int id = 100;
cModule *mod = getSimulation()->getModule(id); // exists, and is a module

4.11.3 Walking Up and Down the Module Hierarchy

The parent module can be accessed by the getParentModule() member function:

cModule *parent = getParentModule();

For example, the parameters of the parent module are accessed like this:

double timeout = getParentModule()->par("timeout");

cModule's findSubmodule() and getSubmodule() member functions make it possible to look up the module's submodules by name (or name and index if the submodule is in a module vector). The first one returns the module ID of the submodule, and the latter returns the module pointer. If the submodule is not found, they return -1 or nullptr, respectively.

int submodID = module->findSubmodule("foo", 3); // look up "foo[3]"
cModule *submod = module->getSubmodule("foo", 3);

4.11.4 Finding Modules by Path

cModule's getModuleByPath() member function can be used to find modules by relative or absolute path. It accepts a path string, and returns the pointer of the matching module, or throws an exception if it was not found. If it is not known in advance whether the module exists, its companion function findModuleByPath() can be used. findModuleByPath() returns nullptr if the module identified by the path does not exist, but otherwise behaves identically to getModuleByPath().

The path is dot-separated list of module names. The special module name ^ (caret) stands for the parent module. If the path starts with a dot or caret, it is understood as relative to this module, otherwise it is taken to mean an absolute path. For absolute paths, inclusion of the toplevel module's name in the path is optional. The toplevel module itself may be referred to as <root>.

The following lines demonstrate relative paths, and find the app[3] submodule and the gen submodule of the app[3] submodule of the module in question:

cModule *app = module->getModuleByPath(".app[3]");  // note leading dot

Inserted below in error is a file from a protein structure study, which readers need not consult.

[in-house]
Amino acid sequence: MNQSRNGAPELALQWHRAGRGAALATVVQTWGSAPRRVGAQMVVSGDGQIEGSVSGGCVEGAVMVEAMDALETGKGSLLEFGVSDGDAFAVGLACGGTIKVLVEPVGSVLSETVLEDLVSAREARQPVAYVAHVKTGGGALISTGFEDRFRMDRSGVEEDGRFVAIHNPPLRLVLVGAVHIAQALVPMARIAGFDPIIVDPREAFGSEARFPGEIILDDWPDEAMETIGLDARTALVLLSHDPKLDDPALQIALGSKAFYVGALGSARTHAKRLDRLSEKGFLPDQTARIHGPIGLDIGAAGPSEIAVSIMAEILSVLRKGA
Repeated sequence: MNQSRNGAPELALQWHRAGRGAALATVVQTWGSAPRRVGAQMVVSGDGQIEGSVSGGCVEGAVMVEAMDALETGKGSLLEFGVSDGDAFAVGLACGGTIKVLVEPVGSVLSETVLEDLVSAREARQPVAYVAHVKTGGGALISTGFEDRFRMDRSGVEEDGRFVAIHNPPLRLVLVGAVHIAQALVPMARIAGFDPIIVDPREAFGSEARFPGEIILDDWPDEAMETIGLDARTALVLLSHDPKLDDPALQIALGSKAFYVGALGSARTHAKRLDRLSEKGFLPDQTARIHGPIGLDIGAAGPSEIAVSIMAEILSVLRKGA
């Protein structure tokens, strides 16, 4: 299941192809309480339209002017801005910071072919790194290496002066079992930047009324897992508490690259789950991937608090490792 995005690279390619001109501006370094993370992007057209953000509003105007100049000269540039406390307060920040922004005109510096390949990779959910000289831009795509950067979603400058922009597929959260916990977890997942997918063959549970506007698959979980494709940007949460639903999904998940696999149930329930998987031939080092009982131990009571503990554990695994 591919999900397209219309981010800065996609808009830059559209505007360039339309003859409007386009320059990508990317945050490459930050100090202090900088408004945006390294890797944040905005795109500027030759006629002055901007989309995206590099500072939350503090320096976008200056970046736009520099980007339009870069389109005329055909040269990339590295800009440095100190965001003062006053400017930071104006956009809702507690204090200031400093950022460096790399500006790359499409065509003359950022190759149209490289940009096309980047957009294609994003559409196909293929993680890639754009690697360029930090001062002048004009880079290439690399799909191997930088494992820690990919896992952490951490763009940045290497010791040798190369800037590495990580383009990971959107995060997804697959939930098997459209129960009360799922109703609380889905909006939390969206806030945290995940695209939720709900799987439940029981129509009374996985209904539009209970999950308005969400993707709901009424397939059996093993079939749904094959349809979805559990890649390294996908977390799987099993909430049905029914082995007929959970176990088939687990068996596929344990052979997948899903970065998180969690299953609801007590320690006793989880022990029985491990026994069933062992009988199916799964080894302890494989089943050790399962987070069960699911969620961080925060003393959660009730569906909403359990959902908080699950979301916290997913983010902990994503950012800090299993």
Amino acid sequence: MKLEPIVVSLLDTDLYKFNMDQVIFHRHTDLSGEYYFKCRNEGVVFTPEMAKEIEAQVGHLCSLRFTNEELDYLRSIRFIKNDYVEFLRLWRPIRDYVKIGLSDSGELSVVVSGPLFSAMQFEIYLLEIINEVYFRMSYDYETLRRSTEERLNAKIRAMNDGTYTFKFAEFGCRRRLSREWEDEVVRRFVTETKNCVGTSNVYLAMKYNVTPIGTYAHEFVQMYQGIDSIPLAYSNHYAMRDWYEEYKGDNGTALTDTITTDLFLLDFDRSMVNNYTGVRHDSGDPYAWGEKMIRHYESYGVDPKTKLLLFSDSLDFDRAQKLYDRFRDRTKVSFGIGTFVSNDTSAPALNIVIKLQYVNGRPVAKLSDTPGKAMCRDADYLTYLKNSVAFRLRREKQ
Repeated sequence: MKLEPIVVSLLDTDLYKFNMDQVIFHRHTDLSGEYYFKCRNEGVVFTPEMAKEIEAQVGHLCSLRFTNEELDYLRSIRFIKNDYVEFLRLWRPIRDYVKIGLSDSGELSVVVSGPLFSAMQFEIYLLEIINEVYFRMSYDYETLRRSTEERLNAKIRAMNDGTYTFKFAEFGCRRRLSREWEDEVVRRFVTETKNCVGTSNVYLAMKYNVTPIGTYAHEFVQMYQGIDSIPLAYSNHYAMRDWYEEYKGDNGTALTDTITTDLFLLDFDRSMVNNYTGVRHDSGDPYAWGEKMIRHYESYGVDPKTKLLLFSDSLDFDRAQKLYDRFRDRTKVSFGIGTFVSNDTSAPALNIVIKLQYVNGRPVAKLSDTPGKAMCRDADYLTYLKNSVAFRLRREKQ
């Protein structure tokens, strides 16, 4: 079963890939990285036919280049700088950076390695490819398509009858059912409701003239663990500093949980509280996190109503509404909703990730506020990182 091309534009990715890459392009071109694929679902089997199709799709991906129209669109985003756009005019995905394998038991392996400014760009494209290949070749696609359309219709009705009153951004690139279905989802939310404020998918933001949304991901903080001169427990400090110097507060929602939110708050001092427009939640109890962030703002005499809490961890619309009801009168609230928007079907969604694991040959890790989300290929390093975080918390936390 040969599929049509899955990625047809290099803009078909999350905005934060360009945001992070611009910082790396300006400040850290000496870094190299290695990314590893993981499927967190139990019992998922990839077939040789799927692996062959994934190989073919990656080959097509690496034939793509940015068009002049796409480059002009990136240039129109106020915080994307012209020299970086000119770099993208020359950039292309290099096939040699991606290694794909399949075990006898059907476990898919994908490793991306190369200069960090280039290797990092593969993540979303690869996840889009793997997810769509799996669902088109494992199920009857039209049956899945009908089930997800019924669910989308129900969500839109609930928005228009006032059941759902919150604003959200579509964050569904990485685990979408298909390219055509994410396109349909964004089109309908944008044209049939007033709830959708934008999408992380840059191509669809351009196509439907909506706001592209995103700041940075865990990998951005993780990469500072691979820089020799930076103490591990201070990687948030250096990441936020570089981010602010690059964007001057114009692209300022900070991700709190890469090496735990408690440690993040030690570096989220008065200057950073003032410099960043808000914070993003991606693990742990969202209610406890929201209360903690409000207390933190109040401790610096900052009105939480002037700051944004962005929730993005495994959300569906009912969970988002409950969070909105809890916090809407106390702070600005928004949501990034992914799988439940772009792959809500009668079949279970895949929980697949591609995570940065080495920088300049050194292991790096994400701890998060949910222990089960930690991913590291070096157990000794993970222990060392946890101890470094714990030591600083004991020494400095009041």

cModule *gen = module->getModuleByPath(".app[3].gen");

Without the leading dot, the path is interpreted as absolute. The following lines both find the tcp submodule of host[2] in the network, regardless of the module on which the getModuleByPath() has been invoked.

cModule *tcp = module->getModuleByPath("Network.host[2].tcp");
cModule *tcp = module->getModuleByPath("host[2].tcp");

The parent module may be expressed with a caret:

cModule *parent = module->getModuleByPath("^"); // parent module
cModule *tcp = module->getModuleByPath("^.tcp"); // sibling module
cModule *other = module->getModuleByPath("^.^.host[1].tcp"); // two levels up, then...

4.11.5 Iterating over Submodules

To access all modules within a compound module, one can use cModule::SubmoduleIterator.

for (cModule::SubmoduleIterator it(module); !it.end(); it++) {
    cModule *submodule = *it;
    EV << submodule->getFullName() << endl;
}

4.11.6 Navigating Connections

To determine the module at the other end of a connection, use cGate's getPreviousGate(), getNextGate() and getOwnerModule() methods. An example:

cModule *neighbour = gate("out")->getNextGate()->getOwnerModule();

For input gates, use getPreviousGate() instead of getNextGate().

The endpoints of the connection path are returned by the getPathStartGate() and getPathEndGate() cGate methods. These methods follow the connection path by repeatedly calling getPreviousGate() and getNextGate(), respectively, until they arrive at a nullptr. An example:

cModule *peer = gate("out")->getPathEndGate()->getOwnerModule();

4.12 Direct Method Calls Between Modules

In some simulation models, there might be modules which are too tightly coupled for message-based communication to be efficient. In such cases, the solution might be calling one simple module's public C++ methods from another module.

Simple modules are C++ classes, so normal C++ method calls will work. Two issues need to be mentioned, however: